Rufus's suicide serves as a catalyst for everyone who knew him to examine their respective consciences and make difficult decisions about who they are, what they believe and what it is they're truly seeking from life.  Vivaldo, who has a longstanding habit of paying for sex with black prostitutes, begins a relationship with Rufus's beautiful younger sister Ida, only to find himself becoming consumed by jealousy and rage as her relationship with Ellis, a white public relations man who has promised to make her a singing star, moves from being a purely professional one to being one that becomes increasingly one-sided and manipulative and, in time, sexual.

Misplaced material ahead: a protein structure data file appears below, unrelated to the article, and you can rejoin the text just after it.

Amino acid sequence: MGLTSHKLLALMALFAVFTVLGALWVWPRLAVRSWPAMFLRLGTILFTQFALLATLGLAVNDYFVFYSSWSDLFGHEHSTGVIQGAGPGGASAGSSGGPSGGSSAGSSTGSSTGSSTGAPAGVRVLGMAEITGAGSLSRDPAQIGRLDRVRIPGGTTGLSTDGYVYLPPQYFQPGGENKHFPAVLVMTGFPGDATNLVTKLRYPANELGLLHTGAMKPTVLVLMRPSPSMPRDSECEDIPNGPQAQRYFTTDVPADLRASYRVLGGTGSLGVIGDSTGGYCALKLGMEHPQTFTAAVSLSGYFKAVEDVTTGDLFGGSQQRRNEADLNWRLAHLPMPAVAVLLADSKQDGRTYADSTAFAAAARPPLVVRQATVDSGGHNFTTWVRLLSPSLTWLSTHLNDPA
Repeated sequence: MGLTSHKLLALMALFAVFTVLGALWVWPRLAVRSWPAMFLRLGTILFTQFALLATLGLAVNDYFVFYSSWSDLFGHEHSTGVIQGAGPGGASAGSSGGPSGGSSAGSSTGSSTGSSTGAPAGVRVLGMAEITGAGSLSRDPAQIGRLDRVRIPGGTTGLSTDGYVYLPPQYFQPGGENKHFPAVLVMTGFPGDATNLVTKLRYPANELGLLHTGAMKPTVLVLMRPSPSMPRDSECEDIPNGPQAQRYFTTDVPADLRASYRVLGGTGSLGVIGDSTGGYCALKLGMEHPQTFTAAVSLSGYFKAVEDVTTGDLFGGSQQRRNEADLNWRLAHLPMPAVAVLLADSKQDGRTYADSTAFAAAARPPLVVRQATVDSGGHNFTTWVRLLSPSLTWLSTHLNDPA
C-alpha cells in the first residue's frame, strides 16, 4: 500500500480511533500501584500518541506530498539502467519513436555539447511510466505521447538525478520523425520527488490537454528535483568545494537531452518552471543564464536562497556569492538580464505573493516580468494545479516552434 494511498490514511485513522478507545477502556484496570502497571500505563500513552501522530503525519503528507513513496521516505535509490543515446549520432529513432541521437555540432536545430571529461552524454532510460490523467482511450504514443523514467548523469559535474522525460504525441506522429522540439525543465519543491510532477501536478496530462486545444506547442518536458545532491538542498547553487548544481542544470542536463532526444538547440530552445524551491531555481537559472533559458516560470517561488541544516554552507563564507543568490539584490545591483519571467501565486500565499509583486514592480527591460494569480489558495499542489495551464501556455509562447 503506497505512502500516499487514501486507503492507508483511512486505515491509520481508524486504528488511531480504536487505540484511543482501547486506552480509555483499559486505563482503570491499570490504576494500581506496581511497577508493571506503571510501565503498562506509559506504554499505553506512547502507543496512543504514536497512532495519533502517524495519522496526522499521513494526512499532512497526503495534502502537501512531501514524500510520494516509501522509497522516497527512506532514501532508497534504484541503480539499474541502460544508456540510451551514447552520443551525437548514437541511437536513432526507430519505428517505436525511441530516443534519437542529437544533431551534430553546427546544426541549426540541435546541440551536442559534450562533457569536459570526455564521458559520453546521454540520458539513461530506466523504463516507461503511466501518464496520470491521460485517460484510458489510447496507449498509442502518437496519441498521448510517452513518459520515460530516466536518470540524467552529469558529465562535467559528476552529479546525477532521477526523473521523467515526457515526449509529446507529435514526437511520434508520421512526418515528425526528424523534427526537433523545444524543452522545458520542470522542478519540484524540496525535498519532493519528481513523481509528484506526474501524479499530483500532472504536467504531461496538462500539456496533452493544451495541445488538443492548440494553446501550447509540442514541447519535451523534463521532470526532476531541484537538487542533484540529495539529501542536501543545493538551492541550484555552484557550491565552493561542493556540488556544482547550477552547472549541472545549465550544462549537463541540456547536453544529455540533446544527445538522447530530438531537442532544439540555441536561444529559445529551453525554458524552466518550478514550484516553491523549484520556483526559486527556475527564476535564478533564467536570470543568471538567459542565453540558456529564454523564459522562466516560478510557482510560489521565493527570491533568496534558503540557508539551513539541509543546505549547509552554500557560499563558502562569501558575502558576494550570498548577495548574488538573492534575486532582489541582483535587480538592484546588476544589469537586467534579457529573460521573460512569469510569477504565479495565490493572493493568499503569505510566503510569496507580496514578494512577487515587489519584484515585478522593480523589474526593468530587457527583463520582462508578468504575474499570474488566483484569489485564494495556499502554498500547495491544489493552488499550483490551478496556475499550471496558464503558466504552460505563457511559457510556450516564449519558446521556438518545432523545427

Cass, in the meantime, finds her marriage threatened by the publication of Richard's bestselling debut novel and the critical and financial success it has earned him –– a success which, while eagerly anticipated by both of them for a number of years, suddenly cheapens him in her eyes and prompts her to begin what she believes will be a liberating affair with Eric, newly returned from self-imposed exile in France and the arms of his young French lover Yves.  Eric is also dealing with a lot of conflict in his life, his damaging experiences with Rufus making him wary of committing exclusively to Yves who is due to rejoin him in New York where the older man's career as a Broadway actor, interrupted by the time he spent in Europe, is at last regaining some momentum.  Yves is also searching for something –– some honesty, some genuine tenderness to fill the void created by the scores of meaningless physical encounters he's had with various men and women since discovering his sexual power as a teenager.  Finding this, he believes, will finally allow him to come to terms with the contempt he feels for his mother –– a woman who saw nothing wrong with sleeping with the occupying Germans during World War Two if doing so gained her what she wanted in return.